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Open Source: Digital Certificates for Secure Software Deliveries
Code signing of software is a way to verify the author of the software and confirm that the code has not been altered or corrupted since the time it was released. Code signing to validate authenticity and integrity is based on cryptography. Code signing is a security measure that guarantees that the unaltered software is being deployed.
The process of code signing typically involves purchasing a digital certificate from a certificate authority and then applying the certificate to the software executable or script before distribution.
Today, the Linux Foundation is announcing s project called sigstore with the purpose of making it easier and cheaper to be able to digitally sign software. The purpose of sigstore is to let developers sign software artifacts like release files, container images, and binary executables. The project is being managed by Red Hat, Google and Purdue University and will be freely available to all developers and software providers.
Josh Aas, executive director of Letâ€™s Encrypt, said that “securing a software deployment ought to start with making sure we’re running the software we think we are. Sigstore represents a great opportunity to bring more confidence and transparency to the open source software supply chain.”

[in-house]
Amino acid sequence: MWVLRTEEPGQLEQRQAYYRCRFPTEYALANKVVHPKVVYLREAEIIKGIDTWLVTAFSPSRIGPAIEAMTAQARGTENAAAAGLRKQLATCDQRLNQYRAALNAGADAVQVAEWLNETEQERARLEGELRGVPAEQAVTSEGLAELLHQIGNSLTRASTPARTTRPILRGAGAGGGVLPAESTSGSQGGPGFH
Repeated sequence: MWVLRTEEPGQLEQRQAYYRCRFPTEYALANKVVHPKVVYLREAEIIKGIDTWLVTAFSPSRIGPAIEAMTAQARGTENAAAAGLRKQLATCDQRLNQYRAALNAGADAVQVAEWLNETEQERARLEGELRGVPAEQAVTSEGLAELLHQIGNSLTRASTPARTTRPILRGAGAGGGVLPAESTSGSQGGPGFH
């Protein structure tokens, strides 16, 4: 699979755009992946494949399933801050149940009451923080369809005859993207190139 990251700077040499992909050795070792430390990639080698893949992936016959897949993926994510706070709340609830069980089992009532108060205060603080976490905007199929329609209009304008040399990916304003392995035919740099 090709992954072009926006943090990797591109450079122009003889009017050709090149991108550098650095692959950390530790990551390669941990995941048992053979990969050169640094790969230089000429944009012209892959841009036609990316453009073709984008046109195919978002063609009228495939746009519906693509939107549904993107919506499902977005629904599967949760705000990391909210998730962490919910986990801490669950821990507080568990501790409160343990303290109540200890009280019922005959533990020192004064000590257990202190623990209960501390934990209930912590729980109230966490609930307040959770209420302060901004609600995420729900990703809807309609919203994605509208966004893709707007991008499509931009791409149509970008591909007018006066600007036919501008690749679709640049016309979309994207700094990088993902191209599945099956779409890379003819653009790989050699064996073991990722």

Santiago Torres-Arias, Assistant Professor of Electrical and Computer Engineering, University of Purdue, said that “I am very excited about the prospects of a system like sigstore. The software ecosystem is in dire need of something like it to report the state of the supply chain. I envision that, with sigstore answering all the questions about software sources and ownership, we can start asking the questions regarding software destinations, consumers, compliance (legal and otherwise), to identify criminal networks and secure critical software infrastructure. This will set a new tone in the software supply chain security conversation.”
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